C:\WINDOWS\system32>ping -l 1453 -f google.com
Pinging google.com [142.250.76.206] with 1453 bytes of data:
Reply from 192.168.1.1: Packet needs to be fragmented but DF set.
Packet needs to be fragmented but DF set.
Packet needs to be fragmented but DF set.
Packet needs to be fragmented but DF set.
Ping statistics for 142.250.76.206:
    Packets: Sent = 4, Received = 1, Lost = 3 (75% loss),
C:\WINDOWS\system32>

According to the above output, we are able to ping up to a size of 1452 bytes but when
we are sending the packet above 1452 bytes, it’s saying that the packet needs to be
fragmented. Now let’s remove the DF bit and check.

C:\WINDOWS\system32>ping -l 1453  google.com
Pinging google.com [142.250.199.174] with 1453 bytes of data:
Reply from 142.250.199.174: bytes=68 (sent 1453) time=75ms TTL=117
Reply from 142.250.199.174: bytes=68 (sent 1453) time=88ms TTL=117
Reply from 142.250.199.174: bytes=68 (sent 1453) time=71ms TTL=117
Reply from 142.250.199.174: bytes=68 (sent 1453) time=69ms TTL=117
Ping statistics for 142.250.199.174:
    Packets: Sent = 4, Received = 4, Lost = 0 (0% loss),
Approximate round trip times in milli-seconds:
    Minimum = 69ms, Maximum = 88ms, Average = 75ms
C:\WINDOWS\system32>

Now as you can see in the above output,I am able to ping at a packet size above 1452 bytes
because my isp router is fragmenting my packet which is above 1452byte.

Note:-Now if you are not connected to your ISP over a PPPoe and if you ping with the Don’t Fragment set(DF Bit) then a packet size of 1472 bytes should work but a packet size of 1473 bytes should not work. 

But If you are using PPPoE you will find that your ping will fail with a packet size
of 1472 bytes. This is because PPPoE has its own packet header of 8 bytes. If you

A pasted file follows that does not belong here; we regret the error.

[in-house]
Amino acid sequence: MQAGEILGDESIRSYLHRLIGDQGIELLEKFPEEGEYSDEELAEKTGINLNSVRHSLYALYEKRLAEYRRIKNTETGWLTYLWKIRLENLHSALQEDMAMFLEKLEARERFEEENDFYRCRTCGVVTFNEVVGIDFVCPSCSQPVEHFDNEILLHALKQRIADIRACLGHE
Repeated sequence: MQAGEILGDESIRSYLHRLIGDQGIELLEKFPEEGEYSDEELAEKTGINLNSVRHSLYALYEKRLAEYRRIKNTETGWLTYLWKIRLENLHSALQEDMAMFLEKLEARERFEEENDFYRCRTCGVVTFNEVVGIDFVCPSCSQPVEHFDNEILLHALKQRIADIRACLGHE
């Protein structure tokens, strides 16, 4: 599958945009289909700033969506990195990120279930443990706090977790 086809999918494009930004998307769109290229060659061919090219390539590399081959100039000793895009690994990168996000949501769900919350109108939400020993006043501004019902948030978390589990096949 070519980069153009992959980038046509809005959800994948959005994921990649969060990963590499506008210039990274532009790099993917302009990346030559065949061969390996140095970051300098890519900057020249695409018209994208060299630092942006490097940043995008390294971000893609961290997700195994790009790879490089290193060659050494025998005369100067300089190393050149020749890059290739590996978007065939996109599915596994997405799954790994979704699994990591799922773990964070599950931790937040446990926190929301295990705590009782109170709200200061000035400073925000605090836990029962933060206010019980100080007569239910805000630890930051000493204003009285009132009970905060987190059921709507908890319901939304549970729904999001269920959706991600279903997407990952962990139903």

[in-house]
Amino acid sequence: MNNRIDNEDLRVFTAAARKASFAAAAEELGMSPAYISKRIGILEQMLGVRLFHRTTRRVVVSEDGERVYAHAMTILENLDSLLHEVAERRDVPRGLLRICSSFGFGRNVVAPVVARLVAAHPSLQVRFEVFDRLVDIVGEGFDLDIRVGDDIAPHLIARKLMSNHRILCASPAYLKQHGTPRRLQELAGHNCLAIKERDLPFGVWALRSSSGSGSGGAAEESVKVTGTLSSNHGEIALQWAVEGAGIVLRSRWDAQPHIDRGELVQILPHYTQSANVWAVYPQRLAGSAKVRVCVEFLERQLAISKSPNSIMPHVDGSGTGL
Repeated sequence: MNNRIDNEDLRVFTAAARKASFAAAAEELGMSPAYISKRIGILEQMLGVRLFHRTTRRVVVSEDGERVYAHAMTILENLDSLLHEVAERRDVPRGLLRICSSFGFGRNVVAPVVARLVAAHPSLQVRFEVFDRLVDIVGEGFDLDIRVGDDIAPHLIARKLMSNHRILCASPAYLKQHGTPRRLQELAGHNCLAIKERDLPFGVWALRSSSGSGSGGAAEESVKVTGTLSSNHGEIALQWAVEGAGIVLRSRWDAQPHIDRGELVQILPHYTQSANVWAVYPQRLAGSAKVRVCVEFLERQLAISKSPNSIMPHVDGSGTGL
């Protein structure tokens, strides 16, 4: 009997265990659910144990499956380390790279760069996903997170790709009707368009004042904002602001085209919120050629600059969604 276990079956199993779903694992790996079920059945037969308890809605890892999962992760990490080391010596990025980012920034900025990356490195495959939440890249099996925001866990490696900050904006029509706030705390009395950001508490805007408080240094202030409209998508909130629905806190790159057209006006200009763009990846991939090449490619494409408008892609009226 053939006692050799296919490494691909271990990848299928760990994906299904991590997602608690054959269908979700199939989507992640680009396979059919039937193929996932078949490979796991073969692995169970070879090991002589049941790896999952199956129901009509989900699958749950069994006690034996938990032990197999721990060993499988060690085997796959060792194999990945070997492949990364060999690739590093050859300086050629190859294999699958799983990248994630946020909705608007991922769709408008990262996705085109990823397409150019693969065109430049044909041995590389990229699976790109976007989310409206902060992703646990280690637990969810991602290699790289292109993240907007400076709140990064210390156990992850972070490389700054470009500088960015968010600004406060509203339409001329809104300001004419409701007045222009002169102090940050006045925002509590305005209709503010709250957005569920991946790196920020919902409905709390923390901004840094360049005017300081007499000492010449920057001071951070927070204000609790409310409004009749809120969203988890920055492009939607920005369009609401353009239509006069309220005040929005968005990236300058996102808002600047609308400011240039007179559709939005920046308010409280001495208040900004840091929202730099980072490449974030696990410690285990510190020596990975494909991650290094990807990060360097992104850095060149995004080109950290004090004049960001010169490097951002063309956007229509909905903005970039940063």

subtract the PPPoE header from our previous value you will get the actual largest
ICMP packet size: 1472 – 81464 bytes.

So in PPPoE without jumbo capable, you can’t send a packet size above 1464 bytes.
Find the output details below of a non-PPPoE user where I am able to ping with the
packet size of 1472 bytes.

Find the resulting output given below.

C:\WINDOWS\system32>ping -l 1472  google.com
Pinging google.com [172.217.27.206] with 1472 bytes of data:
Reply from 172.217.27.206: bytes=68 (sent 1472) time=95ms TTL=117
Reply from 172.217.27.206: bytes=68 (sent 1472) time=103ms TTL=117
Reply from 172.217.27.206: bytes=68 (sent 1472) time=73ms TTL=117
Reply from 172.217.27.206: bytes=68 (sent 1472) time=71ms TTL=117
Ping statistics for 172.217.27.206:
    Packets: Sent = 4, Received = 4, Lost = 0 (0% loss),
Approximate round trip times in milli-seconds:
    Minimum = 71ms, Maximum = 103ms, Average = 85ms



C:\WINDOWS\system32>ping -l 1473  google.com
Pinging google.com [172.217.27.206] with 1473 bytes of data:
Request timed out.
Request timed out.
Request timed out.
Request timed out.
Ping statistics for 172.217.27.206:
    Packets: Sent = 4, Received = 0, Lost = 4 (100% loss),
C:\WINDOWS\system32>